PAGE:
5. Disposition of Research Animals

Found Animals considers the issue of companion animal overpopulation to be of such importance to global animal welfare that a terminal endpoint to research studies may be justified in some cases. Investigators will not perform studies on an animal that require euthanasia as the study endpoint, unless meaningful information can be obtained no other way (i.e. alternative models have been thoroughly evaluated). Investigators shall be required to address euthanasia in all Michelson Prize and Grants applications (see proposal guidelines).

a. Treatment and control animals in research funded by the Foundation shall not be placed in other studies at the end of the project, with the exception of normal offspring born to control rodents. Such offspring may be returned to an institutional laboratory animal colony if they have undergone no other procedures than normal birth and physical examination.
b. It is strongly encouraged that live rodents be placed for adoption at the end of the study. On a study by study basis, the Foundation may make sanctuary arrangements for rodents. If appropriately justified, and if approved in the research proposal, rodents may be euthanized.
c. Dogs, cats, and rabbits shall be placed for adoption at the end of the project unless euthanasia is required as a study endpoint because essential information can be obtained in no other way, and the terminal endpoint was approved in the original proposal.
d. Found Animals Foundation will not approve use of CO2 euthanasia of research animals due to stress this procedure induces, even though this procedure is approved by many regulatory agencies.


1. The Foundation’s Policy for Animals Involved in Research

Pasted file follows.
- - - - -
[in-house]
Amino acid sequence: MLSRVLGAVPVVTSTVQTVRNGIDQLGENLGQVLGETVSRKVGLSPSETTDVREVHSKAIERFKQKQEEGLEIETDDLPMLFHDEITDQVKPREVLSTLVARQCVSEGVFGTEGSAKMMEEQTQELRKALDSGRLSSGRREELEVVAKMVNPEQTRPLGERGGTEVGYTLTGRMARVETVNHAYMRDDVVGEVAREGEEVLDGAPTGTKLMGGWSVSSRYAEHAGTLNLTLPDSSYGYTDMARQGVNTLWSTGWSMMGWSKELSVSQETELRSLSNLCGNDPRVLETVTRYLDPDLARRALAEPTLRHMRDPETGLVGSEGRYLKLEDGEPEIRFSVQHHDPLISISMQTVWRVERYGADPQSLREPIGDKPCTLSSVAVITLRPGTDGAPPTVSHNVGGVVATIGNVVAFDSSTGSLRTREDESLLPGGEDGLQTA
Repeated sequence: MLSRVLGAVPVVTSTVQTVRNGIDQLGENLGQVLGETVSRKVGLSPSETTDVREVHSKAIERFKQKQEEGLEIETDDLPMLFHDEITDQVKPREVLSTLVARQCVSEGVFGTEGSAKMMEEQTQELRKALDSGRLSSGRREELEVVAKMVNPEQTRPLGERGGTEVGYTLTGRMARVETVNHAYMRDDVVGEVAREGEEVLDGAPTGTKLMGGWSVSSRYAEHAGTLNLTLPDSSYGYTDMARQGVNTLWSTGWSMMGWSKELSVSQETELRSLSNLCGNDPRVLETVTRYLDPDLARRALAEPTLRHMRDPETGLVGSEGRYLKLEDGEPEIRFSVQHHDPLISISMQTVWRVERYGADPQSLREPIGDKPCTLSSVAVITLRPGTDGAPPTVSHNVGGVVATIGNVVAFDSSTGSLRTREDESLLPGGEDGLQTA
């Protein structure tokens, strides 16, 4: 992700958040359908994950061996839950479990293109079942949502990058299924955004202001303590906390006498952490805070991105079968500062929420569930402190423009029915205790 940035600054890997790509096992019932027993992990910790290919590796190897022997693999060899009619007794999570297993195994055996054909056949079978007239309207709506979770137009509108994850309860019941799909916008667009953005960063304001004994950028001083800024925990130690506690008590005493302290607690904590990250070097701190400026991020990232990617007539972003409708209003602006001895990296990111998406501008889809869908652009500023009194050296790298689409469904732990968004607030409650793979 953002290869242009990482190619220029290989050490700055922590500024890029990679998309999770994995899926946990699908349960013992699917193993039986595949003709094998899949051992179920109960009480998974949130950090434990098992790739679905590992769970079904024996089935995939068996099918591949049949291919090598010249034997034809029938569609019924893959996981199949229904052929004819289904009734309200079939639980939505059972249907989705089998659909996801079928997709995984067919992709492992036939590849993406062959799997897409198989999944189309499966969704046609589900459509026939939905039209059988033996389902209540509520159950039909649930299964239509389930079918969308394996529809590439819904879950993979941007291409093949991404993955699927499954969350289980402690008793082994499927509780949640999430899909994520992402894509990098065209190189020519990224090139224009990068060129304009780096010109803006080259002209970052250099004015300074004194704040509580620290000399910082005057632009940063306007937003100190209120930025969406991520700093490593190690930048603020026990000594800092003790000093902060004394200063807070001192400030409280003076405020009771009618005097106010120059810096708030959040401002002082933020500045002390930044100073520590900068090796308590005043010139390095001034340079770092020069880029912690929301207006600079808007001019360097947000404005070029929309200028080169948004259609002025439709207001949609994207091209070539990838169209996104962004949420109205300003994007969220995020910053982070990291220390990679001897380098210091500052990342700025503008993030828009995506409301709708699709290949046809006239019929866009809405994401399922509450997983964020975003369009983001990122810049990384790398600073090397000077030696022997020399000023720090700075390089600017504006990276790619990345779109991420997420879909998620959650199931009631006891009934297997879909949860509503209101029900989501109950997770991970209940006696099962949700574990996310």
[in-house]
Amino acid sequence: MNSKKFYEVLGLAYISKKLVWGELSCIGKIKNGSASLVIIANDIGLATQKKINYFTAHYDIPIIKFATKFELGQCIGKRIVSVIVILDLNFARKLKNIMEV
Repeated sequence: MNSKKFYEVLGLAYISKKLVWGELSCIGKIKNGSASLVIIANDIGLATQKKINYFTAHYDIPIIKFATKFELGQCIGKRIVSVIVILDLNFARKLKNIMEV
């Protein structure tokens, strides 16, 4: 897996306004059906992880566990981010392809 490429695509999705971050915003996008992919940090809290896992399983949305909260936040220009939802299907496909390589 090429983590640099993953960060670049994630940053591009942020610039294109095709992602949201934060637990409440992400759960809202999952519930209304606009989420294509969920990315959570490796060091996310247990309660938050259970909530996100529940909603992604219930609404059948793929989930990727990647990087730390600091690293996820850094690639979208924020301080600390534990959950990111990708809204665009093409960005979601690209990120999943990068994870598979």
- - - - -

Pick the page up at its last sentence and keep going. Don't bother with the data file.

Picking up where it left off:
a. shall be available on the Foundation website at http://www.michelsonprizeandgrants.org/resources/animal-welfare-policy;
b. shall be provided to investigators invited to submit full proposals;
c. shall set the standard for proposal review by the Scientific Advisory Board in the category research animal welfare (minimizing animal use; optimizing animal health; minimizing discomfort, distress, pain); and
d. shall form the basis of review of progress reports submitted on funded proposals.
2. Animal care staff will be interviewed at site visits conducted by the Foundation to assess familiarity with the Policy for Animals Involved in Research.
3. The Foundation may perform unannounced site visits and/or independent audits for program assessment and/or to investigate concerns with animal welfare.
4. The Foundation may terminate a study and withdraw funding if violations of the Policy for Animals Involved in Research occur, as determined by the Executive Director with recommendations from the Program Manager, the Director of Scientific Research, and General Counsel.
5. The Foundation reserves the right to amend or modify this Policy from time to time. The Foundation will provide you notice of any changes to this Policy.


1. Association for Assessment and Accreditation of Laboratory Animal Care International (AAALAC). http://www.aaalac.org/
2. Institute for Laboratory Animal Research, National Academies Press: Guide for the Care and Use of Laboratory Animals, Eighth Edition (2011). http://www.nap.edu/openbook.php?record_id=12910&page=1
3. Institute for Laboratory Animal Research, National Academies Press: Recognition and Alleviation of Distress in Laboratory Animals (2008). http://books.nap.edu/openbook.php?record_id=11931&page=9
4. United States Animal Welfare Act (Title 9 CFR Subchapter A – Animal Welfare). http://awic.nal.usda.gov/final-rules-animal-welfare-9-cfr-parts-1-2-and-3 and http://www.ecfr.gov/cgi-bin/text-idx?tpl=/ecfrbrowse/Title09/9cfrv1_02.tpl